RIYADH: As Saudi companies become more technologically advanced, cybersecurity experts have warned of a general lack of awareness about industry best practices and are worried that businesses are not adequately protecting their systems.
A survey commissioned earlier this year by cybersecurity firm Tenable found that 95 percent of businesses in the Kingdom last year were the victim of a cyberattack.
In addition, 85 percent of Saudi respondents said that they had witnessed a dramatic increase in the number of attacks over the past two years. Companies said they had suffered loss of customer or employee data, ransomware payment demands and financial loss or theft.
Cybersecurity Ventures, a US-based researcher and publisher in this sector, estimated that the global cost of cybercrime could reach $10.5 trillion by 2025.
The rising number of cases, combined with the huge financial impact, will hopefully spur Saudi business executives into action, said Dr. Muhammad Khurram Khan, professor of cybersecurity at King Saud University and founder and CEO of the Global Foundation for Cyber Studies and Research.
“This huge and lucrative price tag entices hackers and cybercriminals to innovate their hacking tactics against individuals and organizations. The ignorance of cybersecurity measures and lack of awareness are the two fundamental loopholes that enable hackers to compromise sensitive data and perform financial fraud,” Khan told Arab News.
Cybersecurity risks can take many shapes and forms, from phishing (impersonating a legitimate organization to access sensitive personal information) to malware (malicious software created to cause damage to a computer or server). Types of malware include viruses, ransomware or spyware, while hacking takes place when outsiders gain unauthorized access to a computer from a distance by exploiting weaknesses in a computer’s defenses.
All of these are serious issues, and the region’s experts have urged computer users to become more cautious about their online security.
Mimecast, an international company specializing in cloud-based email management, highlighted the dangers of phishing.
“Scams are becoming increasingly difficult to identify, so the average user might not be able to spot fake messages if they haven’t had the necessary cybersecurity awareness training,” said Maen Ftouni, country manager for Mimecast, Saudi Arabia.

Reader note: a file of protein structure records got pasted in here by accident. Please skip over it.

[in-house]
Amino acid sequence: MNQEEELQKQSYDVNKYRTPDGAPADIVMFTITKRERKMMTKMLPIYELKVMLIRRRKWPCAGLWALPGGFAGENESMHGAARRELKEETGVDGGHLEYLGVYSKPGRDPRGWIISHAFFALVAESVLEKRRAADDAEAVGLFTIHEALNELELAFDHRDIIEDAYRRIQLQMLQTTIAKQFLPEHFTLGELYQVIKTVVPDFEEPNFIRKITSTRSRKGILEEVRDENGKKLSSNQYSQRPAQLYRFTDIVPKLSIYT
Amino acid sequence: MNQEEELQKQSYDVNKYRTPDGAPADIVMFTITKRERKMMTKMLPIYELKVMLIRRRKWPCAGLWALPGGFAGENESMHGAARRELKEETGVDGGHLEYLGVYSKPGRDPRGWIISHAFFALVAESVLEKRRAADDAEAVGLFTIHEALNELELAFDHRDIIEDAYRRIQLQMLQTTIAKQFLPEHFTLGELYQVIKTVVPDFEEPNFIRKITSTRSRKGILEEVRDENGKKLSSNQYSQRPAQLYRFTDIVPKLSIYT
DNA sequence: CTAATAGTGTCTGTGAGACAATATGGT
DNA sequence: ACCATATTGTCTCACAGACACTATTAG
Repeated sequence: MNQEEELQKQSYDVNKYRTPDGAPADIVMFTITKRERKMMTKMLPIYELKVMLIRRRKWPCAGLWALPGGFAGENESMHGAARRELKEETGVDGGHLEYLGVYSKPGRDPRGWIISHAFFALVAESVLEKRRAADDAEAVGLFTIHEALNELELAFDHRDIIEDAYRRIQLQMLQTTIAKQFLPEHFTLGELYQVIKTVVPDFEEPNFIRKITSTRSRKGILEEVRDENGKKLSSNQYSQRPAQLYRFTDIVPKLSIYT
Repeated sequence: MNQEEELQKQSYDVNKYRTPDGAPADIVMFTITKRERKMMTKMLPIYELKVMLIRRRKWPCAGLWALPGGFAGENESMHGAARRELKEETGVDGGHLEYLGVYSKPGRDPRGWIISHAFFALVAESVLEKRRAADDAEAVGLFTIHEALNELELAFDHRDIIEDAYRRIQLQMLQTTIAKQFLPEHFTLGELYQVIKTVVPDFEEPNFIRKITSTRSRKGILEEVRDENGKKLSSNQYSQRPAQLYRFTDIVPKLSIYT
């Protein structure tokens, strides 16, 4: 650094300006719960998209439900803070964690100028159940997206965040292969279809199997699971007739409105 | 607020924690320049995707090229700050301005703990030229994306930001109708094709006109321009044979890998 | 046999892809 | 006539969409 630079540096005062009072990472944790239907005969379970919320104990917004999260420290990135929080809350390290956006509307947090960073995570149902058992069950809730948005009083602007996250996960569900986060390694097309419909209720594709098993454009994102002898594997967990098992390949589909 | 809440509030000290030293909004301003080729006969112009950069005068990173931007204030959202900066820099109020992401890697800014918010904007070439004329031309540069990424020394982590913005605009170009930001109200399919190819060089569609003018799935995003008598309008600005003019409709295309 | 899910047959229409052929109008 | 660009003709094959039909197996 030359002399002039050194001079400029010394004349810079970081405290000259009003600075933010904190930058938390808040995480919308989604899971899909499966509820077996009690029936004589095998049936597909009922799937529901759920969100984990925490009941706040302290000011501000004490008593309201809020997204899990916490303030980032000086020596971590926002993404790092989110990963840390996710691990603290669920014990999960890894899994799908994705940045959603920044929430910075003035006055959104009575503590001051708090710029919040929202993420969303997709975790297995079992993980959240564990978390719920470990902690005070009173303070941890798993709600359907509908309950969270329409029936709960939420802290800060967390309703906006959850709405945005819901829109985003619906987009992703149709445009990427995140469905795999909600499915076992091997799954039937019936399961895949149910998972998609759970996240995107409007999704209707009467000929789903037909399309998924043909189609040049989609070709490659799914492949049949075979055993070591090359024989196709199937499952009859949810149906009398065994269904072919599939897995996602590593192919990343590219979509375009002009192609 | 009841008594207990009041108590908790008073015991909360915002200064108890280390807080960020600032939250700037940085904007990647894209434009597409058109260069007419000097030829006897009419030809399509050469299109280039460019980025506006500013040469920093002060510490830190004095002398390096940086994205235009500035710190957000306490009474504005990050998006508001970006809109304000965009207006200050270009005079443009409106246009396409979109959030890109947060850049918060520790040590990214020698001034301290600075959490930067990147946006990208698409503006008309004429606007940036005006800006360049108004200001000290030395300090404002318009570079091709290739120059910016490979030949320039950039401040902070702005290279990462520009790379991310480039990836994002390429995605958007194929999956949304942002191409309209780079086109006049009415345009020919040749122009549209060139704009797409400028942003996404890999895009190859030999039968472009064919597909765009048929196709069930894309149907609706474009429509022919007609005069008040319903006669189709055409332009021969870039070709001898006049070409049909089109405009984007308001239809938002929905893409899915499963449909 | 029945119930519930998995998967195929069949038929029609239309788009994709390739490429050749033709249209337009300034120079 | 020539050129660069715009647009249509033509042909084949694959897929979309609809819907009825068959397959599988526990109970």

Mimecast’s State of Email Security 2020 report states that 74 percent of organizations in Saudi Arabia are concerned about a web domain, brand exploitation or site spoofing attack. The report also found that 48 percent of organizations had seen an increase in phishing over the past 12 months.
“Phishing scams are everywhere, and individuals need to be constantly alert and on the lookout for malicious emails and text messages to avoid falling victim to these increasingly sophisticated attacks. Your bank will never ask you to update information via a link, so if you receive a message like this, alarm bells should be ringing,” Ftouni said.
Another threat is the growing incidences of ransomware, a type of malware that allows hackers to block access to a victim’s data, or in some cases to publish it, unless a ransom is paid. For many companies this could be their worst nightmare as sensitive data is placed in the public domain.
Veritas Technologies, an international data management and protection company, stated in its annual ransomware resiliency report that only 36 percent of respondents said that their security had kept pace with their IT complexity (43 and 39 percent in the UAE and Saudi Arabia, respectively).
According to Veritas, some businesses that fall victim to ransomware and are not able to restore their data from a backup copy of their files may look to pay the hackers to return their information. Its research showed that companies with greater complexity in their multi-cloud infrastructure were more likely to make these payments.
Johnny Karam, vice president of emerging markets at Veritas, said that cloud technology was offering some solutions, but he warned that Saudi business owners should not get too comfortable just yet.
“Whilst this is positive news, our research shows that there is still more that needs to be done. For instance, 29 percent of businesses’ data protection strategies in KSA aren’t keeping pace with the levels of complexity that they’re introducing. As a result, the majority of businesses are feeling the impact of ransomware more acutely,” Karam said.
Businesses of all sizes should be concerned about their security, said Saudi cybersecurity expert, Abdullah Al-Jaber, and small-scale entrepreneurs should not assume it is a problem only for big corporations.
“Even small businesses such as local shops are getting hit and losing their data due to their lack of cybersecurity protections. Large organizations are getting more mature and protecting their systems, and attackers are moving to small- and medium-sized organizations where they lack security awareness and controls. Even individuals can be subject to targeting,” he warned.
Al-Jaber applauds the new government improvements being implemented by the National Cybersecurity Authority (NCA) and the new Saudi Cybersecurity strategy, and recommends that those concerned brush up on their cybersecurity protocols to ensure that they are being protected.
“Having backups, applying the system updates regularly and making sure the systems are not exposed to the Internet, as well as using complex passwords and enabling two-factor authentication, will reduce the risks significantly,” he said.
So, no matter what size a company is or what sector it is involved in, good cybersecurity and data protection are priorities that no business should ignore.